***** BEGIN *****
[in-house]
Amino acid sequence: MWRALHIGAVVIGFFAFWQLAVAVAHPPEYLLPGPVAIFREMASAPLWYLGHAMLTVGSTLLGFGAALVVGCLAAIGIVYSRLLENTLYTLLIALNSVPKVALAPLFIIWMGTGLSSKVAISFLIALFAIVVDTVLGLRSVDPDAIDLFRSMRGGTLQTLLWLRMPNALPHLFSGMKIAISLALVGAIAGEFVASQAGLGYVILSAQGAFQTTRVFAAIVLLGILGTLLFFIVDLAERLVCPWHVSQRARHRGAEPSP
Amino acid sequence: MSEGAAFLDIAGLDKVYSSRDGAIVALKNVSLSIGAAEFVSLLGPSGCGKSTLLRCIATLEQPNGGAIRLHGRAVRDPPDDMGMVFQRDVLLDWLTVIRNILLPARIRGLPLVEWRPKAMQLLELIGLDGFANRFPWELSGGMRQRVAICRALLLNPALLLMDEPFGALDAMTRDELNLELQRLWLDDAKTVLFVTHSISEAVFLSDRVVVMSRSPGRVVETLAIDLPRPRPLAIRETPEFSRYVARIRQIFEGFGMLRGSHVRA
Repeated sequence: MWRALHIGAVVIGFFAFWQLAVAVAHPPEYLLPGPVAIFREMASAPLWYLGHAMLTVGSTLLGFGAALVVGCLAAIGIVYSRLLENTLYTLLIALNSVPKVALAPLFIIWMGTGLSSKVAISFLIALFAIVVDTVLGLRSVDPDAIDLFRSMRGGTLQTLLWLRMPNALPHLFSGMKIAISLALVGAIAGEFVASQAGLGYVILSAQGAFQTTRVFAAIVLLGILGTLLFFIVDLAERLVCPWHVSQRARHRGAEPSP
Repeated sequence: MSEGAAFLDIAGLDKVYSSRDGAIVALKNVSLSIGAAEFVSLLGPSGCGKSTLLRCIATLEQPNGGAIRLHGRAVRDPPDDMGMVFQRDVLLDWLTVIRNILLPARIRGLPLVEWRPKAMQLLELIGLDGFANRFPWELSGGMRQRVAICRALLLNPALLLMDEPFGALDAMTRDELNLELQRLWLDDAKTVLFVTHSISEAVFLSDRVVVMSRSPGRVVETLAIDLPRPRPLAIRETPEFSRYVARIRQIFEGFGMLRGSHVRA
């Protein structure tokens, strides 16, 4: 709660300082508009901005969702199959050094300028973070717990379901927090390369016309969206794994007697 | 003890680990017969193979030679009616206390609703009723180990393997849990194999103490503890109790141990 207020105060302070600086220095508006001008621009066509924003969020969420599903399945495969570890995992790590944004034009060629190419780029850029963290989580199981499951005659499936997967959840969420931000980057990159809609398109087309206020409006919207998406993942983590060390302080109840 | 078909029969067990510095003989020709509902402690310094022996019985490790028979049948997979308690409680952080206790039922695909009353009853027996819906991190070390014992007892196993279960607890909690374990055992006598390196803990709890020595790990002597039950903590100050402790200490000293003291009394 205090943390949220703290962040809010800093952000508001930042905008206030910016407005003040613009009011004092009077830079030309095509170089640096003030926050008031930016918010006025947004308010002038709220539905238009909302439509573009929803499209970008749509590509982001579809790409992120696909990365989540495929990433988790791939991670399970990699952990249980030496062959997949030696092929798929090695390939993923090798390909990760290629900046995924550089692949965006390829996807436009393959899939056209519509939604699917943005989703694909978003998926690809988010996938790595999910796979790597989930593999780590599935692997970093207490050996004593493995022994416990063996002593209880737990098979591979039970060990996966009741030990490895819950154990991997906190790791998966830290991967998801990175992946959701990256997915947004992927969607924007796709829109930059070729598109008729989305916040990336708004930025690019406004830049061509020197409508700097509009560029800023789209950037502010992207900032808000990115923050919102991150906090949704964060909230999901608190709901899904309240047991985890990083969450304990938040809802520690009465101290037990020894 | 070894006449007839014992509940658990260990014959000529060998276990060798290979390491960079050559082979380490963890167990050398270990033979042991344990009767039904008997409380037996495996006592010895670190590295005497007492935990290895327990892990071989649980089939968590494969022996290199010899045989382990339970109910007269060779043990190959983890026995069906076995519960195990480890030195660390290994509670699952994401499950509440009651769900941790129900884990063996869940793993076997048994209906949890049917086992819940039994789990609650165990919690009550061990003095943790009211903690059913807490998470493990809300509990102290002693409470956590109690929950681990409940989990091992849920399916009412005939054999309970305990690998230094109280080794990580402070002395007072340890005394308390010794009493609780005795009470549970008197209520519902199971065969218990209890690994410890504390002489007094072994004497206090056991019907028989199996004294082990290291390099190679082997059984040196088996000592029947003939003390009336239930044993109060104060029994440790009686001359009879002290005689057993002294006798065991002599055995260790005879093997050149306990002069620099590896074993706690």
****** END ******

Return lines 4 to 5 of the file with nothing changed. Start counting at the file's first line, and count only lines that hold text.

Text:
Repeated sequence: MWRALHIGAVVIGFFAFWQLAVAVAHPPEYLLPGPVAIFREMASAPLWYLGHAMLTVGSTLLGFGAALVVGCLAAIGIVYSRLLENTLYTLLIALNSVPKVALAPLFIIWMGTGLSSKVAISFLIALFAIVVDTVLGLRSVDPDAIDLFRSMRGGTLQTLLWLRMPNALPHLFSGMKIAISLALVGAIAGEFVASQAGLGYVILSAQGAFQTTRVFAAIVLLGILGTLLFFIVDLAERLVCPWHVSQRARHRGAEPSP
Repeated sequence: MSEGAAFLDIAGLDKVYSSRDGAIVALKNVSLSIGAAEFVSLLGPSGCGKSTLLRCIATLEQPNGGAIRLHGRAVRDPPDDMGMVFQRDVLLDWLTVIRNILLPARIRGLPLVEWRPKAMQLLELIGLDGFANRFPWELSGGMRQRVAICRALLLNPALLLMDEPFGALDAMTRDELNLELQRLWLDDAKTVLFVTHSISEAVFLSDRVVVMSRSPGRVVETLAIDLPRPRPLAIRETPEFSRYVARIRQIFEGFGMLRGSHVRA